At least, this is true if $|\mathcal A|=\aleph_0$, and also if $|\mathcal A|<\kappa$.

In the former case ($|\mathcal A|=\aleph_0$) we can write $\mathcal A=\{A_1,A_2,\ldots\}$. Choose now elements $a_1\in A_1$, $a_2\in A_2$, $a_3\in A_3,\ldots$ so that $a_2\notin A_1$ (this is possible as $|A_2|>|A_1\cap A_2|$), then $a_3\notin A_1\cup A_2$ (possible in view of $|A_3|>|(A_1\cup A_2)\cap A_3|$), etc. Taking $D:=\cup_i\{a_i\}$, we get $\{a_i\}\subseteq D\cap A_i\subseteq\{a_1,\ldots,a_i\}\subsetneq A_i$ for each $i\ge 1$.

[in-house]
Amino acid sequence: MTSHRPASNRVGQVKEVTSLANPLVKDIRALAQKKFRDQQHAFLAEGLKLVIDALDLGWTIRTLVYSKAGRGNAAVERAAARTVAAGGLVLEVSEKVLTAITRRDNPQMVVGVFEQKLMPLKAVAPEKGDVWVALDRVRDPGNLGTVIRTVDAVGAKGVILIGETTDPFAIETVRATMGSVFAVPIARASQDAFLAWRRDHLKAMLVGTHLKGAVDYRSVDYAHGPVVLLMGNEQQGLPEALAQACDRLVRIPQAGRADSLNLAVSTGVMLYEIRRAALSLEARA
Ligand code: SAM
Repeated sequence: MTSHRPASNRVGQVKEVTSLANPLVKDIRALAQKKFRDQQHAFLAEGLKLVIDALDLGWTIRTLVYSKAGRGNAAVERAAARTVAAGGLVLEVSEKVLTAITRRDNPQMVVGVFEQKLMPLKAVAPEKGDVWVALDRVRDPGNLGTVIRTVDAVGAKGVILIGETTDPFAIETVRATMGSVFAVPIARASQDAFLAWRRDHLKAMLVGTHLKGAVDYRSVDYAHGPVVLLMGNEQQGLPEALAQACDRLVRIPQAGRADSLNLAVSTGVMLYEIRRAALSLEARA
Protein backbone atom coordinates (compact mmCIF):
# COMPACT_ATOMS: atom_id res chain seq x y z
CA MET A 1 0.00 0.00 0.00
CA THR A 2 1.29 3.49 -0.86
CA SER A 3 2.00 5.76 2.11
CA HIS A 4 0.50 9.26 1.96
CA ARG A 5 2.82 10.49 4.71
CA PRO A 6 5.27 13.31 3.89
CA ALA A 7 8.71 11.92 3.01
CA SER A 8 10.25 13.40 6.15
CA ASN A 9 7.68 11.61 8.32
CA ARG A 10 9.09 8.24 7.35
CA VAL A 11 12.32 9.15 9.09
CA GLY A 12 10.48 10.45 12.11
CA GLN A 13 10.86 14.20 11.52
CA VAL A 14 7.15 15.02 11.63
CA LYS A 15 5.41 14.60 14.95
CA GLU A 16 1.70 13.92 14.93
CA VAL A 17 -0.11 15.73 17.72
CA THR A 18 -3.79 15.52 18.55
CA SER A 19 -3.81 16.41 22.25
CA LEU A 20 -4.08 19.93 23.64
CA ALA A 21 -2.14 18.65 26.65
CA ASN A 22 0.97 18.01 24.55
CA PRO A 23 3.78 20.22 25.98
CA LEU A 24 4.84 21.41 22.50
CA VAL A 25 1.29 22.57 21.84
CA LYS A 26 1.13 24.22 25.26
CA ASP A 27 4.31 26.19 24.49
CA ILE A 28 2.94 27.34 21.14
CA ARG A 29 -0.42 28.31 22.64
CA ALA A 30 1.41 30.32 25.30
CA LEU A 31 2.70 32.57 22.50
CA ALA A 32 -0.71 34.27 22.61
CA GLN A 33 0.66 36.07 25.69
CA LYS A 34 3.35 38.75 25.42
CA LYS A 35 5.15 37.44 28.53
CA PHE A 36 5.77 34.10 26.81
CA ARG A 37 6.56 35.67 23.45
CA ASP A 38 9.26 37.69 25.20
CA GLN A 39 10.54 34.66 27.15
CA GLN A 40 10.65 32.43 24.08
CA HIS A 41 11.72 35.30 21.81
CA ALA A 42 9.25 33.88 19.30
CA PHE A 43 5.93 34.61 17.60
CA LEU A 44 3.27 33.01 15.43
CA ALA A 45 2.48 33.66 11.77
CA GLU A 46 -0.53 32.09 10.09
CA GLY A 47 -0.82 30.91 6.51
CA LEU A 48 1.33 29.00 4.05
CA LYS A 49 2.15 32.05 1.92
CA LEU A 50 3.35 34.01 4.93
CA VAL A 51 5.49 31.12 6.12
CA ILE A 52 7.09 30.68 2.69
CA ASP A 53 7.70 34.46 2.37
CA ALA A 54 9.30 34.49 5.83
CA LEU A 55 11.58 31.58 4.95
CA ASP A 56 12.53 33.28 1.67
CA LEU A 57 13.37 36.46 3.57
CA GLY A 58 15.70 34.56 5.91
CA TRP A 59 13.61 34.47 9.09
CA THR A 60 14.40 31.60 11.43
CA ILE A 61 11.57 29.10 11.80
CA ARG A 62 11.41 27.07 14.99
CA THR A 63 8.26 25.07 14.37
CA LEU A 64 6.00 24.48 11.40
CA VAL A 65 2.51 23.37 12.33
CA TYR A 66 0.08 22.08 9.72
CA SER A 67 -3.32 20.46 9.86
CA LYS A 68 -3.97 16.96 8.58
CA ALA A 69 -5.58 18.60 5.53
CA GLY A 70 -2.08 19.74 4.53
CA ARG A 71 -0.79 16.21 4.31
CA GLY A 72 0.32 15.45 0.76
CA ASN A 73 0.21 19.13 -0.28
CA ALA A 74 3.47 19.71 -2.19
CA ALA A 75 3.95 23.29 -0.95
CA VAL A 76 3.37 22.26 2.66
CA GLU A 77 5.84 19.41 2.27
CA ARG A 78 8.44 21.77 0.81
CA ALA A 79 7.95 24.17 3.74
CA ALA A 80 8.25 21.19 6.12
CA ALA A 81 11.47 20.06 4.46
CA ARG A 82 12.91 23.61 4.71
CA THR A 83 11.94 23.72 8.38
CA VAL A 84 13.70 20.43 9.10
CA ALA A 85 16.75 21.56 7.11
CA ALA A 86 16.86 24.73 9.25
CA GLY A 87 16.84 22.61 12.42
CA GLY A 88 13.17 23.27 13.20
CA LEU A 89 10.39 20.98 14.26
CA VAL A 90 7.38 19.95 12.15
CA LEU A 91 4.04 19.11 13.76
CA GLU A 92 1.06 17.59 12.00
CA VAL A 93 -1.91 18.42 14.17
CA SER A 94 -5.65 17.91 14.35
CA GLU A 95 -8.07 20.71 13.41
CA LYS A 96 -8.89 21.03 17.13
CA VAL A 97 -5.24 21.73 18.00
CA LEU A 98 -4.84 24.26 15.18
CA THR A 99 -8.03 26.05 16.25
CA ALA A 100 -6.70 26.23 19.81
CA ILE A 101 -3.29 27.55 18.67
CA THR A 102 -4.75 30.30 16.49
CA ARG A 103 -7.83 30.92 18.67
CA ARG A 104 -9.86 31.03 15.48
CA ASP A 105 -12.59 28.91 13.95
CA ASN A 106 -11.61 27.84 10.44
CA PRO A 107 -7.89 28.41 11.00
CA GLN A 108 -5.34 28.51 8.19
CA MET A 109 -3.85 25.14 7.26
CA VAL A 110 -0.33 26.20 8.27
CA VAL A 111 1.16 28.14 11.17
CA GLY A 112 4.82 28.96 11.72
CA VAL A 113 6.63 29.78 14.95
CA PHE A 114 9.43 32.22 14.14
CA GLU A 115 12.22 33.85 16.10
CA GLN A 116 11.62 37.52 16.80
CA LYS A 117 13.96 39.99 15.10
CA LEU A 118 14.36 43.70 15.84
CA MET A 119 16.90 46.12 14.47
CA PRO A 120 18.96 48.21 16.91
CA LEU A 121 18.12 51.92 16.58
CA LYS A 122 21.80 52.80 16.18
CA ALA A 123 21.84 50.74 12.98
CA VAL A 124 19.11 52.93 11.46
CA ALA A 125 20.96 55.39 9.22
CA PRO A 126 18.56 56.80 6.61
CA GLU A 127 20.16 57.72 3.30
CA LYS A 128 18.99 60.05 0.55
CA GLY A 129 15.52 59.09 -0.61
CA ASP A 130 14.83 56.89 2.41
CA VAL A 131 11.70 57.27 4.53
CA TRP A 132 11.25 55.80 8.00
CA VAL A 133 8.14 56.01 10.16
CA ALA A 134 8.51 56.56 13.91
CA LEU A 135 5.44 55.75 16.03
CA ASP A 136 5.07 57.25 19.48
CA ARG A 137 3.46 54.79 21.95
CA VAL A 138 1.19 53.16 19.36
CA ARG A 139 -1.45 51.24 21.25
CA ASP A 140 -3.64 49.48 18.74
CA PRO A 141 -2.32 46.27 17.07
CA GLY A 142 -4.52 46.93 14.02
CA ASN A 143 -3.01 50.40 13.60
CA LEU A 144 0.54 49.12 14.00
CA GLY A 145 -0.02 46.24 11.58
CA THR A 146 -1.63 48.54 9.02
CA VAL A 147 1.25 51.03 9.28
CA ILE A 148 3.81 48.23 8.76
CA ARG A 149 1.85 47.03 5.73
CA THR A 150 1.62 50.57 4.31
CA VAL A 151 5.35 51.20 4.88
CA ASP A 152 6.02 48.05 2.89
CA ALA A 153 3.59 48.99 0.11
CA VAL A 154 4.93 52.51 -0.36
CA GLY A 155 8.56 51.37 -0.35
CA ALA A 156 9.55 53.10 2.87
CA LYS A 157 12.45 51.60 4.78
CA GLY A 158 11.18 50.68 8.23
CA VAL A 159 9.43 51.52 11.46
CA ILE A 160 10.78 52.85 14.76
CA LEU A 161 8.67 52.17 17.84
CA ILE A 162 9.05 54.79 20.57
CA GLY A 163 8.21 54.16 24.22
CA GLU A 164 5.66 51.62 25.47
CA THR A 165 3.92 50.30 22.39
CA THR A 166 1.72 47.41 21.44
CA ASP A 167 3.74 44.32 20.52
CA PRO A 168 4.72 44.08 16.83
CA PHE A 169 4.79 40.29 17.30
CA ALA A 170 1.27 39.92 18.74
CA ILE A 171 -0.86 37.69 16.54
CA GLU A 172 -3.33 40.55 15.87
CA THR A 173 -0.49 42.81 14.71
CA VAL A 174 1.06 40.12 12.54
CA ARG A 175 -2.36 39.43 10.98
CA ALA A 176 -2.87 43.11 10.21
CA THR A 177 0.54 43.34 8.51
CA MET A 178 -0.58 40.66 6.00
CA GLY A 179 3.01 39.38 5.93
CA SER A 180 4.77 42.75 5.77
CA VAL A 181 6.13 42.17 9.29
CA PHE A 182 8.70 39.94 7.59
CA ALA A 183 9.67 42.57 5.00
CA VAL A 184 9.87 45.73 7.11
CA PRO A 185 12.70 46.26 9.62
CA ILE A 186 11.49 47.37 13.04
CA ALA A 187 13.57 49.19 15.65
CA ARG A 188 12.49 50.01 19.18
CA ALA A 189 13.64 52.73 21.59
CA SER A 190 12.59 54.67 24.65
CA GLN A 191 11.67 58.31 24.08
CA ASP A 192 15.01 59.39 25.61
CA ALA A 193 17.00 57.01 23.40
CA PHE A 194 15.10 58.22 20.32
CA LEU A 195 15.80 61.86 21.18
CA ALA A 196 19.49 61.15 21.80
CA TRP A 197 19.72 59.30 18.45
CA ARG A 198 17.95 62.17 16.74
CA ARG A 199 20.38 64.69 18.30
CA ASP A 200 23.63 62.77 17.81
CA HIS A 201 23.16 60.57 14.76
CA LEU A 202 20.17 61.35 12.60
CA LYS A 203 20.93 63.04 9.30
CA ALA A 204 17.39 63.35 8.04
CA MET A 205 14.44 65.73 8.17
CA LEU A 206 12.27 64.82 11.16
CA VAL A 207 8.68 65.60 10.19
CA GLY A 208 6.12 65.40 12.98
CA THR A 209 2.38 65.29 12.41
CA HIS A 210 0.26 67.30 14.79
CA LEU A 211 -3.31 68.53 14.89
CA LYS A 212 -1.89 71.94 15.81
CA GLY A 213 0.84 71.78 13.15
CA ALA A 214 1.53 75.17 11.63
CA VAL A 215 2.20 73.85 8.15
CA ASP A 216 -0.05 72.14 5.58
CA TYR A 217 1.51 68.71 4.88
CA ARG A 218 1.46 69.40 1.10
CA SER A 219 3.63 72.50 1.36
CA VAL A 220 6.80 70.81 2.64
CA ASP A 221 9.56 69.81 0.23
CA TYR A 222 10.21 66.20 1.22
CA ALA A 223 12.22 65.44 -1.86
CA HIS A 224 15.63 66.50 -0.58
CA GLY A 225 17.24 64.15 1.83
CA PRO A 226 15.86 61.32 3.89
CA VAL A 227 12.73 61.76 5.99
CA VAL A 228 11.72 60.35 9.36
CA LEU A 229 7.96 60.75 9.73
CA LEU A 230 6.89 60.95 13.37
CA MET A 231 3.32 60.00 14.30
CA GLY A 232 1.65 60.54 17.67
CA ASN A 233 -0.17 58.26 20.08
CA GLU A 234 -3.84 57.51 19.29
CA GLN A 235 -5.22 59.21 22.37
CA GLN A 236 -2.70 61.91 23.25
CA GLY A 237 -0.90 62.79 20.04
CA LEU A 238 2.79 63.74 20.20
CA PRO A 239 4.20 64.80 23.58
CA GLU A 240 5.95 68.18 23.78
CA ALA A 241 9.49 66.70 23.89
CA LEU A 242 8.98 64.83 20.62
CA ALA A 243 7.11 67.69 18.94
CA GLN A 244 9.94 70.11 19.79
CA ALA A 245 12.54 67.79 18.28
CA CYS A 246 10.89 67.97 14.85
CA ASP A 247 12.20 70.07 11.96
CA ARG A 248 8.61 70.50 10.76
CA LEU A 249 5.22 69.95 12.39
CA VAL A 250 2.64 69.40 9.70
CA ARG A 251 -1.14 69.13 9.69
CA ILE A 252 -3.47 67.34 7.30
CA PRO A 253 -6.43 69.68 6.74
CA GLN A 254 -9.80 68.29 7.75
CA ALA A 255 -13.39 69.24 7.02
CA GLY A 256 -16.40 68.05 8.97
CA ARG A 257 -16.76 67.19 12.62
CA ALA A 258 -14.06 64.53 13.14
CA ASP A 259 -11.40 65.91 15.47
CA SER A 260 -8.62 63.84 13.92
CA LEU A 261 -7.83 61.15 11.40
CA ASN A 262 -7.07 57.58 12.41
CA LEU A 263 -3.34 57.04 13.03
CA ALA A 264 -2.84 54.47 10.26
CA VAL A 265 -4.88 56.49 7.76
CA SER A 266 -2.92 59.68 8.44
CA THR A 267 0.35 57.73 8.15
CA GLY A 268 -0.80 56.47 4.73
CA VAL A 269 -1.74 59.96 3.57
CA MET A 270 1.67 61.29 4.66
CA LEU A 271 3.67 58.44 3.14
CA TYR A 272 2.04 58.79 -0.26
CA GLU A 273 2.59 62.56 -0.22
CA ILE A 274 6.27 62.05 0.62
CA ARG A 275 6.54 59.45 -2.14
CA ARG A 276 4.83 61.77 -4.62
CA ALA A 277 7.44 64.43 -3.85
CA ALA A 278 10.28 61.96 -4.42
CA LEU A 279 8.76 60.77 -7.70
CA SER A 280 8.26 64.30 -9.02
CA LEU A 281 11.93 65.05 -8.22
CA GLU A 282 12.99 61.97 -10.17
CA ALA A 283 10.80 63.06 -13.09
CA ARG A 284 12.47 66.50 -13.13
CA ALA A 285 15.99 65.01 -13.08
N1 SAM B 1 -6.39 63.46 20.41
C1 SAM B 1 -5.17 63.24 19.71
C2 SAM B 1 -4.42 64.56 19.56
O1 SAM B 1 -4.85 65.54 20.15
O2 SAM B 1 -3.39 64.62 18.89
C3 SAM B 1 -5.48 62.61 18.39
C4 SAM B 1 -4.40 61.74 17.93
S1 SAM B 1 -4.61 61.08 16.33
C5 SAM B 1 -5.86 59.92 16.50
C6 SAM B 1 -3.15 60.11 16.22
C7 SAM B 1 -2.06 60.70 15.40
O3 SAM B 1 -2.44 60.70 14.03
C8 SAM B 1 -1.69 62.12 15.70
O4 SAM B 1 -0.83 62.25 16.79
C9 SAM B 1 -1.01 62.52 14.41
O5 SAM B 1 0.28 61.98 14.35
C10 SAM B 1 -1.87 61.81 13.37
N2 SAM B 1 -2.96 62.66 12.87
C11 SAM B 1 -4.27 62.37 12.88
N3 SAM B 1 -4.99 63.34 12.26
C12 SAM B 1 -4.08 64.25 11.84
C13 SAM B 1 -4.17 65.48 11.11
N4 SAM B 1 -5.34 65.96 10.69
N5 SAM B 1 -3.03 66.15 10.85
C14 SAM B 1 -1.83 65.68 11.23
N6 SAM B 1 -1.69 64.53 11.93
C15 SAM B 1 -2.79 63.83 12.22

In the latter case ($|\mathcal A|<\kappa$), for each $A\in\mathcal A$ we have $|\cup_{B\ne A}(A\cap B)|<|A|$, and therefore there exists $a\in A$ with $a\notin \cup_{B\ne A} B$. Thus, $\mathcal A$ admits a system of distinct representatives, and taking $D$ to be the union of all these representatives, we get $D\cap A=\{a\}$, for every $A\in\mathcal A$.